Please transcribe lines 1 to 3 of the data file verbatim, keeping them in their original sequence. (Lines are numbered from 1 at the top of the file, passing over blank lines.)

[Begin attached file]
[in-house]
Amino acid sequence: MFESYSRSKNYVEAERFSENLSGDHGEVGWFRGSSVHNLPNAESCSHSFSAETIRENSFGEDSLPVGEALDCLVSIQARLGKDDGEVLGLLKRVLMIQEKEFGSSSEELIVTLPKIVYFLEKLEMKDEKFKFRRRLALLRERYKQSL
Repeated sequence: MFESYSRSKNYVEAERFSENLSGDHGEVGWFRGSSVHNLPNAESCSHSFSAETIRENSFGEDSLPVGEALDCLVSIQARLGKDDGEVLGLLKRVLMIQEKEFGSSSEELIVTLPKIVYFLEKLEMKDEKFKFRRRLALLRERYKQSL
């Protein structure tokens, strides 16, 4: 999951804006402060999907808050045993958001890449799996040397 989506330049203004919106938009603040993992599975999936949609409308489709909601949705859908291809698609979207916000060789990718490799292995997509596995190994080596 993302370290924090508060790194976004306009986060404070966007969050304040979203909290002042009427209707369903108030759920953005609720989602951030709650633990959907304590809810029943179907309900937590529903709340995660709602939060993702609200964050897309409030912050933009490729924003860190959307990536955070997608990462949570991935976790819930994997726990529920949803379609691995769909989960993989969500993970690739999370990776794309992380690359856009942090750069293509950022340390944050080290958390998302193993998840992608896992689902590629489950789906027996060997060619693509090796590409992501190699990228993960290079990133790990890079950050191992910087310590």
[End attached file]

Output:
[in-house]
Amino acid sequence: MFESYSRSKNYVEAERFSENLSGDHGEVGWFRGSSVHNLPNAESCSHSFSAETIRENSFGEDSLPVGEALDCLVSIQARLGKDDGEVLGLLKRVLMIQEKEFGSSSEELIVTLPKIVYFLEKLEMKDEKFKFRRRLALLRERYKQSL
Repeated sequence: MFESYSRSKNYVEAERFSENLSGDHGEVGWFRGSSVHNLPNAESCSHSFSAETIRENSFGEDSLPVGEALDCLVSIQARLGKDDGEVLGLLKRVLMIQEKEFGSSSEELIVTLPKIVYFLEKLEMKDEKFKFRRRLALLRERYKQSL